The incoming Resident Fellow Council: A new year of exciting initiatives

By Kunj Patel, MD

Outgoing 2016–17 AAP Resident Fellow Council (front) with Incoming 2017–18 AAP Resident Fellow Council (back)

The new Resident Fellow Council (RFC) was elected this past February 2017, at the annual Association of Academic Physiatrists (AAP) conference. The election was the best attended with the most voter participation of any election in AAP history. There were 369 registered voters, and some candidates, like Dr. Melissa Kirk (PGY-2), began their campaigns days before with prepared slogans on complimentary 100 Grand candy bars, pointing out her readiness to give a 100 Grand performance as AAP RFC Secretary. Even prior to the conference, the RFC election had a lot of build up, as one of the most anticipated events. Some candidates created YouTube videos and posted on social media (see RFC AAP Facebook) as an introduction to their platform. And without fail, the resident and fellow members of the AAP elected a truly remarkable and worthy RFC council. Many thanks for the successful election are owed to the prior RFC, including Dr. Charles Odonkor, and Dr. George Marzloff, who administered the new voting technology and created the pre-conference buzz that led to an incredibly successful election.

Already, this year’s RFC is embarking on a number of exciting projects. Among those concepts that are in discussion include organizing the first national medical student council for physiatry, revamping the AAP website, creating an online forum for AAP residents, and reinvigorating the AAP mentorship program. Additionally, we are helping with AAP’s fellowship initiative to create a central repository and resource for all PM&R accredited and non-accredited fellowship programs. We look forward to sharing our progress on these important initiatives throughout the year in this quarterly newsletter. Please stay tuned for these exciting updates! I am thrilled to be working with such an exceptionally qualified Resident Fellow Council of which I am fortunate to be a part.

Kunj Patel, MD, is a third-year resident in the Department of Physical Medicine and Rehabilitation at the Emory University School of Medicine, and 2017–2018 Chair of the AAP Resident Fellow Council.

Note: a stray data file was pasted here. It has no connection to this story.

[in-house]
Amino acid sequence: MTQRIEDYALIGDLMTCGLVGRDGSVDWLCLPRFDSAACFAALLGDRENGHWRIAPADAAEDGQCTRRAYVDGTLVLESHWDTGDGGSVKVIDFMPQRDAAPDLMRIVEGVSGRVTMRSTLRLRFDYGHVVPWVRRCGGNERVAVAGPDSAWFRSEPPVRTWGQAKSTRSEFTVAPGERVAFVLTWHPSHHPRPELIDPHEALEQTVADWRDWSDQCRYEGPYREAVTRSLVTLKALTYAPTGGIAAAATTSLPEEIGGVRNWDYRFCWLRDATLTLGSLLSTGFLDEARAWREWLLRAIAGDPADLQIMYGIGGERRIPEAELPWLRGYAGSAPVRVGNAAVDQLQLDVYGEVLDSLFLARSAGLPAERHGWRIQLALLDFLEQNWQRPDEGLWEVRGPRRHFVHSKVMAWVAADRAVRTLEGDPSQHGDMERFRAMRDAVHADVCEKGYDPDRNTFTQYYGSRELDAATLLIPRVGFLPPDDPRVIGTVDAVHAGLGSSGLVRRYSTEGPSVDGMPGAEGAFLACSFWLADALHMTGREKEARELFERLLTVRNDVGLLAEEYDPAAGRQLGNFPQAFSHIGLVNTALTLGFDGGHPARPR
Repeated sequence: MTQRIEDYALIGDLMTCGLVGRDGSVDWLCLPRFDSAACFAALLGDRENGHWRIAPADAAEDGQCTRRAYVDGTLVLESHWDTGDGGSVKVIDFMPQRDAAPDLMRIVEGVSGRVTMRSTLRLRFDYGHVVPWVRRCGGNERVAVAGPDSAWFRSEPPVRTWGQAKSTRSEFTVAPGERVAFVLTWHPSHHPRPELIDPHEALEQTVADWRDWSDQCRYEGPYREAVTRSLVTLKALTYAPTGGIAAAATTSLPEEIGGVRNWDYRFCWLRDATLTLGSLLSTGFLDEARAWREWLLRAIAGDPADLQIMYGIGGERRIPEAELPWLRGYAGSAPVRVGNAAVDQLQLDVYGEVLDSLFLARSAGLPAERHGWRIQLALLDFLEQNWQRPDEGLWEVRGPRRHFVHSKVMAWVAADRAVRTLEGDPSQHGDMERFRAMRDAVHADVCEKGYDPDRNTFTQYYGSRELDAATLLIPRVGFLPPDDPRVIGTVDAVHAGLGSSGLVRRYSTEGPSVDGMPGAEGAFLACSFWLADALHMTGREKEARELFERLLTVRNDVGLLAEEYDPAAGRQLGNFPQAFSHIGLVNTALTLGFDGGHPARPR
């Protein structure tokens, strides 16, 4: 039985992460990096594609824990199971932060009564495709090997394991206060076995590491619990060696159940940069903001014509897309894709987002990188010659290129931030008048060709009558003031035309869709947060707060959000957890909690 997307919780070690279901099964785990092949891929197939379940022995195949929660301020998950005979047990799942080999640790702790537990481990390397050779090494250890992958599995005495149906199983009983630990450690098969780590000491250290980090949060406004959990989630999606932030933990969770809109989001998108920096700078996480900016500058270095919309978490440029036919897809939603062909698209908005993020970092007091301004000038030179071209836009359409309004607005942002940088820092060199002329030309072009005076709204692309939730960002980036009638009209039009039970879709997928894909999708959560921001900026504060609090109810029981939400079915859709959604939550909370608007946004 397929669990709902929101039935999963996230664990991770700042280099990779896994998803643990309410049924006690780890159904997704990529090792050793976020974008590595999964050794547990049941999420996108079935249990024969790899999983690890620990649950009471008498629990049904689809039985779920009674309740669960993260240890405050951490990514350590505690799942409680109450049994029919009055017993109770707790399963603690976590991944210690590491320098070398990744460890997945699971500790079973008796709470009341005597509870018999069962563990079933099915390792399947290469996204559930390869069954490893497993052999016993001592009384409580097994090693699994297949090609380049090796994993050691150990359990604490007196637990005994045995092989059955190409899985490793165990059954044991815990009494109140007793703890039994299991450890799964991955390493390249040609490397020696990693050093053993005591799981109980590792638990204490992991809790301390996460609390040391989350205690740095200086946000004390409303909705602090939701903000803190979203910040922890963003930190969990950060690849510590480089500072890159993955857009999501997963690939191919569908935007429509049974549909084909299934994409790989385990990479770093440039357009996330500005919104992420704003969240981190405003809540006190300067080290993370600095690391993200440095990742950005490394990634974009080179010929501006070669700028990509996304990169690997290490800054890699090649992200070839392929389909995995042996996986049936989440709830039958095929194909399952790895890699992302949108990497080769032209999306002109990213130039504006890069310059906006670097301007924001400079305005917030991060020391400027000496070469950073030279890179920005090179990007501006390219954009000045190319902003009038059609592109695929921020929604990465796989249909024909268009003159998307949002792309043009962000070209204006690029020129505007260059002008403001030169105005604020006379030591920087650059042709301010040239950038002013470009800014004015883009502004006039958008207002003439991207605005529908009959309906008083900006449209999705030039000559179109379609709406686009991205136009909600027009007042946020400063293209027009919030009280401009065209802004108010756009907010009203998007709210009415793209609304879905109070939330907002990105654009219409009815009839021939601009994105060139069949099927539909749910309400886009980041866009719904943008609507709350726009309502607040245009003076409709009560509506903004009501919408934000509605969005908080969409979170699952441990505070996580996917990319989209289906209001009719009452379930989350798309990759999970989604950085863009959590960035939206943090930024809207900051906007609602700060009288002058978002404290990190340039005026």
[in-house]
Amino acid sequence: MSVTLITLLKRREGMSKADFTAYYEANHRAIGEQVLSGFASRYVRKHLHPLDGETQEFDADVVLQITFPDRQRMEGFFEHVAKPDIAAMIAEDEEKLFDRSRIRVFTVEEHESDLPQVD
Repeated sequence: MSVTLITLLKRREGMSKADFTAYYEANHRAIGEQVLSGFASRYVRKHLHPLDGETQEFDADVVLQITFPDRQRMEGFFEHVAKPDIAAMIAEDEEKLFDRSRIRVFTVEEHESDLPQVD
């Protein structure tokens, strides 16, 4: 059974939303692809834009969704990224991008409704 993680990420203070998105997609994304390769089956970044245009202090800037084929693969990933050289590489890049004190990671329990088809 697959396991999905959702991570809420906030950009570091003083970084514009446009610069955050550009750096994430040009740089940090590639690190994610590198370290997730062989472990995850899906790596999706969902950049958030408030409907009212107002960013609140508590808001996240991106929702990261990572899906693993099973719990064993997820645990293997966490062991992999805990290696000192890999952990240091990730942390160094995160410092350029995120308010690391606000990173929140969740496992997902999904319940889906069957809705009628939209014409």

Fellowship Spotlight: Pediatric Pain Medicine

Fellowship Spotlight: Pediatric Pain Medicine

By Andrew Collins, MD

Many people have pain during childhood with one in four experiencing chronic pain and one in twenty developing a severe disability. This disability can lead to school absence, decreased activity participation, increased parental burden, and increased healthcare utilization. As Clinch and Eccleston stated in 2009, “Childhood pain is a modern public health disaster.”

To address this, pediatric pain physicians work in interdisciplinary teams and use multimodal treatments with a primary goal of improving function. One increasingly common treatment for these children is intensive interdisciplinary treatment, often through inpatient or day rehabilitation programs. These programs coordinate physical and occupational therapy, psychological treatment, medical management, as well as various additional services. With this emphasis on function and frequent use of interdisciplinary teams, pediatric pain medicine fits well with foundational aspects of physiatry.

I first became particularly interested in pediatric pain while treating patients in our Functional Independence Restoration Program, which takes place on the inpatient rehabilitation unit at Cincinnati Children’s Hospital. While working with these patients, I relied heavily on skills and knowledge from earlier in residency, from performing a thorough musculoskeletal examination and assessing functional deficits to setting appropriate patient goals and working with an interdisciplinary team to achieve those goals. While I went into residency knowing I wanted to help children overcome disabilities, this experience helped me realize I wanted to do so both as a pediatric physiatrist and a pediatric pain specialist. Therefore, I decided to pursue further training in pediatric pain.

Training in pediatric pain can occur in multiple ways, including ACGME-accredited pain medicine programs that are housed at pediatric hospitals. As of 2016–2017, there are two such programs, at Boston Children’s Hospital and at Cincinnati Children’s Hospital, with potential for more in the future. These programs are accredited as pain medicine fellowships, not specifically for pediatric pain; therefore, clinical time is split between caring for children and adults. For example, my future fellowship in Cincinnati involves training at Cincinnati Children’s Hospital and the University of Cincinnati for adult patients. In addition to these programs, there are training programs that do not have ACGME-accreditation and ACGME-accredited pain medicine fellowship programs with options for pediatric rotations.

For programs participating in ERAS and the Match, the timeline for applying to fellowship is parallel to that for pain medicine programs without a pediatric focus. Applications open in late winter and Match Day is in October; for programs starting in 2018, applications opened December 1, 2016 and Match Day is October 4, 2017. For programs that do not participate in ERAS, including those that are not ACGME accredited, the process would be individualized to that program.

Pediatric pain is an exciting and evolving field that is ripe for increasing physiatric involvement. As the field grows and more training programs evolve, I hope to see more interest from applicants with a background in physiatry and pediatric physiatry.